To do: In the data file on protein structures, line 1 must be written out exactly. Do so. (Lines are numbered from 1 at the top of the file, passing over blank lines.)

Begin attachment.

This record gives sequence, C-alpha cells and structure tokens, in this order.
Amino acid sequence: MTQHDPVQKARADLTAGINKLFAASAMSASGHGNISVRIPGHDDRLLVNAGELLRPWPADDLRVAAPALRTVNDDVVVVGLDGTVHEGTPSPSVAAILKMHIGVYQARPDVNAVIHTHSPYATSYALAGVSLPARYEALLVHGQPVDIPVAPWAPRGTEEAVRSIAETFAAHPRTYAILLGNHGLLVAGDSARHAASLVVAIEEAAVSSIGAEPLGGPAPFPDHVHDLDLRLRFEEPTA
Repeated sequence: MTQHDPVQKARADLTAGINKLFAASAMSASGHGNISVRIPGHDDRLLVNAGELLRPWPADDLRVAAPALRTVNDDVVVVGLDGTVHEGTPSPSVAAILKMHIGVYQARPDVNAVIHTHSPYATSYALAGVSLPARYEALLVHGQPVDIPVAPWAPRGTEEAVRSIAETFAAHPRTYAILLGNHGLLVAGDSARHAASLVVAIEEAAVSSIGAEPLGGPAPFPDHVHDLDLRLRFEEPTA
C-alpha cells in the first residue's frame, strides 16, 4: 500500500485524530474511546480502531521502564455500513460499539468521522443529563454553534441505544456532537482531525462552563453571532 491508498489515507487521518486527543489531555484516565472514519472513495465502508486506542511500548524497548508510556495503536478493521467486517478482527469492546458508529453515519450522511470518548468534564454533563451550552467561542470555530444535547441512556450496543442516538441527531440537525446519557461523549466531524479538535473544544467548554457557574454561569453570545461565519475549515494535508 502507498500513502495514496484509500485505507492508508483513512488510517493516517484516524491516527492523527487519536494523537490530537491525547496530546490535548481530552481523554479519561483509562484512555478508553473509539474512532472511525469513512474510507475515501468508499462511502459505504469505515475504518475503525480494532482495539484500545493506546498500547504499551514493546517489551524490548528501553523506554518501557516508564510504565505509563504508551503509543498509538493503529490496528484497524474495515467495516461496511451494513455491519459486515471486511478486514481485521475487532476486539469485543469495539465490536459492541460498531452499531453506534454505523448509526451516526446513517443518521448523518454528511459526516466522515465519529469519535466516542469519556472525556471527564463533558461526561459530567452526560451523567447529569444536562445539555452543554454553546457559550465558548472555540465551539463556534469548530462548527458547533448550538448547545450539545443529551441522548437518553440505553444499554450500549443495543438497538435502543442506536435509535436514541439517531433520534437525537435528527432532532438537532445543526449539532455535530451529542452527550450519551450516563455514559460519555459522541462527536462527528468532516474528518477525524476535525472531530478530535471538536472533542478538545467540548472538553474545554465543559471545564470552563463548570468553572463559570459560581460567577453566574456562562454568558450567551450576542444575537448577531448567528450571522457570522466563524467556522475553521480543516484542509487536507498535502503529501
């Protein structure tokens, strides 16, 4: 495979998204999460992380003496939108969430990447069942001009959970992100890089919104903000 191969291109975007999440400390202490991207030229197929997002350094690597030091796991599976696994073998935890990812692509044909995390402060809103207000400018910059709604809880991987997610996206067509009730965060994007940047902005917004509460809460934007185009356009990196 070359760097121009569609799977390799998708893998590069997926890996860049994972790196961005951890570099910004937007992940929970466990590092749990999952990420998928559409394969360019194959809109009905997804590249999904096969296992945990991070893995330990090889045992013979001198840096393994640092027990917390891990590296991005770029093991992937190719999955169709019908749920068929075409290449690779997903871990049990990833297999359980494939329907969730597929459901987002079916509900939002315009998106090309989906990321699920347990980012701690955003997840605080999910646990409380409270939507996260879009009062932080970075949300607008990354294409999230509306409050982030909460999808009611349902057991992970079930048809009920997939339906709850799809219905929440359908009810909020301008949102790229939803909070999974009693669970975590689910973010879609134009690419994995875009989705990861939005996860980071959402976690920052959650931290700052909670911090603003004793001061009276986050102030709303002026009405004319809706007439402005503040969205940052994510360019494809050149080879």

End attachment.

This record gives sequence, C-alpha cells and structure tokens, in this order.